Child Labor?

Child Labor? November 20, 2018
Image from Voice of America.org depicting child labor in Afghanistan.

Here’s a piece by Michael and Debi Pearl’s daughter Rebekah Pearl Anast that was published in their No Greater Joy magazine back in 2004. She’s speaking of her daddy asking kids what work they do, and how you have to give your kids many jobs to do. She approves of child labor.

Sounds sweet, not abnormal from how Rebekah is writing this. Citing the Amish, talking of chore around the house. Normal things that no one would have a problem with. Having children of various ages helping around the house for the smooth running and betterment of everyone is a good thing.

It’s important for children to learn in age appropriate ways these things because one day they will be adults. These are the very life skills they will need. Knowing basic cooking skills, how to do your own laundry, clean and sew on a button are all desirable skills.

If you do not assure that they know these things by the time they leave your home it might take them a little time to work it out on their own. I prefer to think that teaching them how to adult benefits society at large too.

But that’s not what we’re talking about here. How many times has Michael Pearl written a screed braying that he has 7 and 8 or younger boys handling tasks and tools no kid should be allowed to handle. Michael believes in working the children in his sphere of influence like mules, like fully grown adults. This is what Rebekah is talking about here.

Later she mentions teaching her under three year old son how to sweep, empty garbage cans and spot clean the kitchen. Sorry. but some of the tasks she talks about assigning this poor child are not age appropriate. At that age if you can get them to pick up toys, or help set the table you’ve done well.

Children were not put on this earth to be support staff for the Pearls. Your goal in starting with tasks like setting the table before moving on to more complex tasks as the child grows is not to make your life easier, it’s to grow fully functioning adults.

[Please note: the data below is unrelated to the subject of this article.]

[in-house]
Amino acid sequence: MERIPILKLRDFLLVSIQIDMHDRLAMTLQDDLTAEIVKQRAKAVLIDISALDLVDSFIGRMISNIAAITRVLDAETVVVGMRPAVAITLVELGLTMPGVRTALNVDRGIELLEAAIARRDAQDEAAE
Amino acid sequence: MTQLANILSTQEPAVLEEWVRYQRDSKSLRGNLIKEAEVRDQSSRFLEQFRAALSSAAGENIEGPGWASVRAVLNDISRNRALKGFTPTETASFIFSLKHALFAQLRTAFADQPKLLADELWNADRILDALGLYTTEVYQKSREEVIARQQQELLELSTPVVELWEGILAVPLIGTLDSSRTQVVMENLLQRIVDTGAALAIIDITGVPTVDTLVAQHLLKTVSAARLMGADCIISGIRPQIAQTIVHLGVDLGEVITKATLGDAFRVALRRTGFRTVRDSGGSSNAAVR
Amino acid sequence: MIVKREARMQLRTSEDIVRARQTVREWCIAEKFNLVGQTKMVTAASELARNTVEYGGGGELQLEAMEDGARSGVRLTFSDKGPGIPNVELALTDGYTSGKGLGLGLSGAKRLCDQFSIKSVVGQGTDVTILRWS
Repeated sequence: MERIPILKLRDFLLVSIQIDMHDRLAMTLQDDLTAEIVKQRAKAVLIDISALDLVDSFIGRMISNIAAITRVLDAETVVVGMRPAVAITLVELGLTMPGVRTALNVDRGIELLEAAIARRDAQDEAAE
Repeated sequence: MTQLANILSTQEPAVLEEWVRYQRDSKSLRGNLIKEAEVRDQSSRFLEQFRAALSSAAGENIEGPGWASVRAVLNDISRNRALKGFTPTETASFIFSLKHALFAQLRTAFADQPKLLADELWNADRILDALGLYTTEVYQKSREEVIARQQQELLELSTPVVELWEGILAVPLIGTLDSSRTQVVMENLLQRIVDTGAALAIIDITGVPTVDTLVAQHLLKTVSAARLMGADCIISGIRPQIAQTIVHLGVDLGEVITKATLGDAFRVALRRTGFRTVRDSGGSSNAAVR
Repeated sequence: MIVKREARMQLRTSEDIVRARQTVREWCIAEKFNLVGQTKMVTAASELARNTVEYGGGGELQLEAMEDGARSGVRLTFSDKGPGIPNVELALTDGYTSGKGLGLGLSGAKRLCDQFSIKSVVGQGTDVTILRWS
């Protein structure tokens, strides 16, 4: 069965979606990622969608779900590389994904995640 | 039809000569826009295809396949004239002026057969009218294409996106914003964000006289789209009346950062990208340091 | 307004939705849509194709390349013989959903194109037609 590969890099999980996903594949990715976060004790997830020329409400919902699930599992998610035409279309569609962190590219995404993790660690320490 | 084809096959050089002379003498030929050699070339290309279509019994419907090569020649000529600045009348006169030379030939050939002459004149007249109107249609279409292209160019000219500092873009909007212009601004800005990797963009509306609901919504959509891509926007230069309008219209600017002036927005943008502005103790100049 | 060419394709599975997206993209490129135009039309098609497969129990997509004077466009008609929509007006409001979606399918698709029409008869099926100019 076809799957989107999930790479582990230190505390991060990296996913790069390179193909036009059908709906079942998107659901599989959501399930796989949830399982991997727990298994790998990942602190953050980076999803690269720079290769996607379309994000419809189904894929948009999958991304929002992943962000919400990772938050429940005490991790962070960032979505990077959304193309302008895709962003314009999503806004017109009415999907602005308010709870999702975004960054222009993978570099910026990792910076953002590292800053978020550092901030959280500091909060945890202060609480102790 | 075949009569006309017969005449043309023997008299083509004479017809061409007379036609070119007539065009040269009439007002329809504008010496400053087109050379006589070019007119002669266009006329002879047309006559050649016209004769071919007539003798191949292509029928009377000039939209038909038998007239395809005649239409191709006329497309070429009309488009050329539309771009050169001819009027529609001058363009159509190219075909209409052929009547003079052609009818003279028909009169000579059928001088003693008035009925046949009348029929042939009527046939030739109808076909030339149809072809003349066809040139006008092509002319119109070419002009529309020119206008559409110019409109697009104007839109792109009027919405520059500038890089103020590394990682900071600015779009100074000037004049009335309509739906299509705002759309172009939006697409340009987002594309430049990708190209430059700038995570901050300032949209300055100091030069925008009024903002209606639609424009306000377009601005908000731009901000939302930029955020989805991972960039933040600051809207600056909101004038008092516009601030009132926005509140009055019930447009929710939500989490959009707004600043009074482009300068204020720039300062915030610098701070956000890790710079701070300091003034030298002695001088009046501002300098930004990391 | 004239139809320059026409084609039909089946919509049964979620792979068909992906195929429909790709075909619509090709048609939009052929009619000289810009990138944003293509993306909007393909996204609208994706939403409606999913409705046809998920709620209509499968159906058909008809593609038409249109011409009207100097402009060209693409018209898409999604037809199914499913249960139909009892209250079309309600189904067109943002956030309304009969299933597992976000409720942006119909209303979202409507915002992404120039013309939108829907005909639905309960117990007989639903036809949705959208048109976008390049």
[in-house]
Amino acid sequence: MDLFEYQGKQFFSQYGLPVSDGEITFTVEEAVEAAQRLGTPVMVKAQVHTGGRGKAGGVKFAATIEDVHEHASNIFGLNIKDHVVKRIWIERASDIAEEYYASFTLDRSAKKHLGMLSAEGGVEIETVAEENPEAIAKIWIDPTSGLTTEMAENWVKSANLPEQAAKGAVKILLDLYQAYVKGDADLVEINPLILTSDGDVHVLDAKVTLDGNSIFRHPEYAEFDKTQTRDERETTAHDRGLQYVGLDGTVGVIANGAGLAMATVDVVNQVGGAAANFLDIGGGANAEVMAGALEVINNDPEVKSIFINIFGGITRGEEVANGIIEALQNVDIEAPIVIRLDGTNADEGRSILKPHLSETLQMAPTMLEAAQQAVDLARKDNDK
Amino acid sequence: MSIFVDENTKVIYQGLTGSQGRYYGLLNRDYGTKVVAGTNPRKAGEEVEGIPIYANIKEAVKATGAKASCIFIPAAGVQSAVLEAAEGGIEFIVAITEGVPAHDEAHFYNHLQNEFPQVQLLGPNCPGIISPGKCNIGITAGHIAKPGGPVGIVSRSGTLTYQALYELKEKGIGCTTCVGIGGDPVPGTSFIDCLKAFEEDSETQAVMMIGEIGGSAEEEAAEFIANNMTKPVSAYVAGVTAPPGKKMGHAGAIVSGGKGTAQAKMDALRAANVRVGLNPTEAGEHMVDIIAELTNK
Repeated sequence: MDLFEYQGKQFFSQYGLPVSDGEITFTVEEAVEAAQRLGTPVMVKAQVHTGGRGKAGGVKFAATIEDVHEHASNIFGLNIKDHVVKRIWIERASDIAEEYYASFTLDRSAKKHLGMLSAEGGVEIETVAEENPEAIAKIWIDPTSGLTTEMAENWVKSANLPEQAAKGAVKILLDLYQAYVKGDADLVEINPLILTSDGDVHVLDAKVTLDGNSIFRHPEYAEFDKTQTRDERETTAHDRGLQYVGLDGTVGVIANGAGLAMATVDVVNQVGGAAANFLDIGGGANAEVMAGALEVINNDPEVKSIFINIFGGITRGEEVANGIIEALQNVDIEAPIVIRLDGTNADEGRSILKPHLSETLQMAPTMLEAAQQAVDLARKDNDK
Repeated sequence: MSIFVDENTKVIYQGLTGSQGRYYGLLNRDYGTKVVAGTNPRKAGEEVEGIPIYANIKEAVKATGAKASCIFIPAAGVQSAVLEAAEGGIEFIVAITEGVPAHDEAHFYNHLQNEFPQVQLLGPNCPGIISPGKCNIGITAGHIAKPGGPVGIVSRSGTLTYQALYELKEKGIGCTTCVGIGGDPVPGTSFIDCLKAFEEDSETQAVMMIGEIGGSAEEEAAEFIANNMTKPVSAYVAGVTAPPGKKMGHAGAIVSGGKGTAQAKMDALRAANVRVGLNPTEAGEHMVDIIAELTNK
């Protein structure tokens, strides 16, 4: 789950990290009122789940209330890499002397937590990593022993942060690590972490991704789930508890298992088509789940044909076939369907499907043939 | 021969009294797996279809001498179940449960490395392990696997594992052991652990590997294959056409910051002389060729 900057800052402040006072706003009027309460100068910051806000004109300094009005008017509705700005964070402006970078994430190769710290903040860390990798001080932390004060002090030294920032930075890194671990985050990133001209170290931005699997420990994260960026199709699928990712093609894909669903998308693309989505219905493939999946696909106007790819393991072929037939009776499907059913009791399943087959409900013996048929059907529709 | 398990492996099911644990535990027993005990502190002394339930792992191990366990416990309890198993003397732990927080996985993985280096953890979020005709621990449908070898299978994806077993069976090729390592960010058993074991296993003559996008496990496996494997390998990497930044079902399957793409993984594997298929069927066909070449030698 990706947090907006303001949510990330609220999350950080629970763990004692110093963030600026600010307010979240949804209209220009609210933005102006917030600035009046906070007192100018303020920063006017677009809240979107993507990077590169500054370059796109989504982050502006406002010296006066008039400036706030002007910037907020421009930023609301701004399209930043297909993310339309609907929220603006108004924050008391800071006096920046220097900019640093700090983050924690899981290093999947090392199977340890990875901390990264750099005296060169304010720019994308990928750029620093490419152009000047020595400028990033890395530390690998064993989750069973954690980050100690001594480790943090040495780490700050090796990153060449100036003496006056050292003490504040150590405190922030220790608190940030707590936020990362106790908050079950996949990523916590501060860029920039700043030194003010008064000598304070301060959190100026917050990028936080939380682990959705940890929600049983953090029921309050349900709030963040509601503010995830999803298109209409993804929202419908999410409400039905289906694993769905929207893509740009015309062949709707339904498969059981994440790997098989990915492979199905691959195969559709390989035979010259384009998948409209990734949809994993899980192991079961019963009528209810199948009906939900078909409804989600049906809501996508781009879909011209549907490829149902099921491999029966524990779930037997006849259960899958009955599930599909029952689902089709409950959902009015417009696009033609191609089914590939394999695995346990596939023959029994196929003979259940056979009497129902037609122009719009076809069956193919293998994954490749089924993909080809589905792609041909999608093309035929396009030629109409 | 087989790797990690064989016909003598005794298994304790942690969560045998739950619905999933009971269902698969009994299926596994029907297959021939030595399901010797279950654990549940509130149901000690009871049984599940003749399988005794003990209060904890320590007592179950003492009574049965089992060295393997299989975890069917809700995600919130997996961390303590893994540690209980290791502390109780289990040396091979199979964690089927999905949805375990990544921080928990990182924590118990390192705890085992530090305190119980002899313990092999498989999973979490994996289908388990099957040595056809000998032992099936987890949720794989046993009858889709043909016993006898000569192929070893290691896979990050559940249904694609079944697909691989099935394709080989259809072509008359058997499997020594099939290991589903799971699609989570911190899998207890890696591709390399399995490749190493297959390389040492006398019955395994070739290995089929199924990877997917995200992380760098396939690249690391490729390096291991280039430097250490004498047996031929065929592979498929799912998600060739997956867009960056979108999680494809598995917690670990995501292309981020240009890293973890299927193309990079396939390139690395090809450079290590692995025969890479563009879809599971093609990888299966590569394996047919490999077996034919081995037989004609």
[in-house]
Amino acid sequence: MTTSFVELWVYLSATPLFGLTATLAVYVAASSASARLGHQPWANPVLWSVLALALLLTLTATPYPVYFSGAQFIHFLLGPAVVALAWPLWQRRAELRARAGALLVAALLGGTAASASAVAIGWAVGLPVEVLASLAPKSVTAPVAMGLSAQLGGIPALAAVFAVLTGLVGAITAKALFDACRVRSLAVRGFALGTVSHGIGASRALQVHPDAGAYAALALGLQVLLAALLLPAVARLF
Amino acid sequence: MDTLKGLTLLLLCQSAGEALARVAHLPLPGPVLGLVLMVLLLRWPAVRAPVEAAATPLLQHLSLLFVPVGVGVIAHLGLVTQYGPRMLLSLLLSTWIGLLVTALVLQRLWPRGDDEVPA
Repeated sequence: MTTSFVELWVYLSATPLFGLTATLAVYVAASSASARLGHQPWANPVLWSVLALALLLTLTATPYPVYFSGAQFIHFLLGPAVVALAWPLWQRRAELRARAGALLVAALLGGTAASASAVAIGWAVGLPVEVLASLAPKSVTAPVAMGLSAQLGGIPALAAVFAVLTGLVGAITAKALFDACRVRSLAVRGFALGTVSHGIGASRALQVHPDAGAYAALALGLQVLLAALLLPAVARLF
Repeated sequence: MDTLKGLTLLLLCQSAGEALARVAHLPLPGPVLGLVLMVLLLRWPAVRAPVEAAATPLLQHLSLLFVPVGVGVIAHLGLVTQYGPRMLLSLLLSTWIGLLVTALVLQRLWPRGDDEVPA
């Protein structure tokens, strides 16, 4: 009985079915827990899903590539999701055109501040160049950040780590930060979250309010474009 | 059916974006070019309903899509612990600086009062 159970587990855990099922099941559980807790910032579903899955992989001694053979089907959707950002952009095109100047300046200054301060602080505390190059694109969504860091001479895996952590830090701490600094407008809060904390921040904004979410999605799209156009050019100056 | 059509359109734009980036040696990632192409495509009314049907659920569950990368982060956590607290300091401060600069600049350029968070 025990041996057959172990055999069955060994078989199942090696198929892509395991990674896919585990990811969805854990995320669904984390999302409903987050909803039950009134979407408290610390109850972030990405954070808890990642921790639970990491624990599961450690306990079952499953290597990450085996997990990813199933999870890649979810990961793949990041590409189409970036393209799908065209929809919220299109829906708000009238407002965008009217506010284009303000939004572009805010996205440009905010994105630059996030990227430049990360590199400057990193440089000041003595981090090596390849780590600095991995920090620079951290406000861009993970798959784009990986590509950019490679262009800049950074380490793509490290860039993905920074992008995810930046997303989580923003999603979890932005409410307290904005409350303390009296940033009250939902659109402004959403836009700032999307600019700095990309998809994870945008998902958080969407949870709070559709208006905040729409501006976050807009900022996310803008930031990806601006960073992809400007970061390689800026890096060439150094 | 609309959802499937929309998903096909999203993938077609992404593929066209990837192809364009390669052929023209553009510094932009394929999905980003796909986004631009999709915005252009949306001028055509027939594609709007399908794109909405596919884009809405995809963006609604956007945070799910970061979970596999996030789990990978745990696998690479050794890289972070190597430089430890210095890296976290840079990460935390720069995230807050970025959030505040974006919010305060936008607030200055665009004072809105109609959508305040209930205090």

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About Suzanne Titkemeyer
Suzanne Titkemeyer went from a childhood in Louisiana to a life lived in the shadow of Washington D.C. For many years she worked in the field of social work, from national licensure to working hands on in a children's residential treatment center. Suzanne has been involved with helping the plights of women and children' in religious bondage. She is a ordained Stephen's Minister with many years of counseling experience. Now she's retired to be a full time beach bum in Tamarindo, Costa Rica with the monkeys and iguanas. She is also a thalassophile. She also left behind years in a Quiverfull church and loves to chronicle the worst abuses of that particular theology. She has been happily married to her best friend for the last 32 years. You can read more about the author here.

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What Are Your Thoughts?leave a comment
  • Jennny

    I admit my 3 children did less chores than some of their peers. I only worked part-time and was delighted they could learn to play musical instruments. I’d longed for piano lessons when I was small but my parents couldn’t afford it, so was happy they began to join orchestras, etc which took up a lot of out-of-school time. They did some chores of course, but when they each went away to university, had the intelligence to work things out. Need to know how to sew on a button/roast a chicken etc etc? Simple internet research shows you….or they phoned home….I don’t think they were scarred for life because I didn’t insist they cleaned bathrooms or mowed the lawn whilst growing up.

  • Saraquill

    This Amish fetishizing and child exploitation makes it sound like Rebekah is closely following her dad’s footsteps. I need a drink.

  • Suzanne Harper Titkemeyer

    Yeah, but your kids knew how to google if nothing else, so it’s all good. I guess I should have made it clear that I was talking about some of the more ridiculous helicopter parents that will not allow the kids any responsibility. Music lessons are important! We had our children enrolled in music too. It’s a skill.

  • Tawreos

    How can you prepare your kids for modern life if you are using the Amish as an example. They have to have everyone working because they have decided not to move forward with the world. You know what, I am being pigheaded and selfish this morning. I think using the Amish as an example is a wonderful idea and I think that all christians should do their best to imitate them in every way. If they do they will really show all of us miserable atheists a thing or two when we go to christian country to see the way things used to be before we got them the hell out of our way and society could really begin to move forward.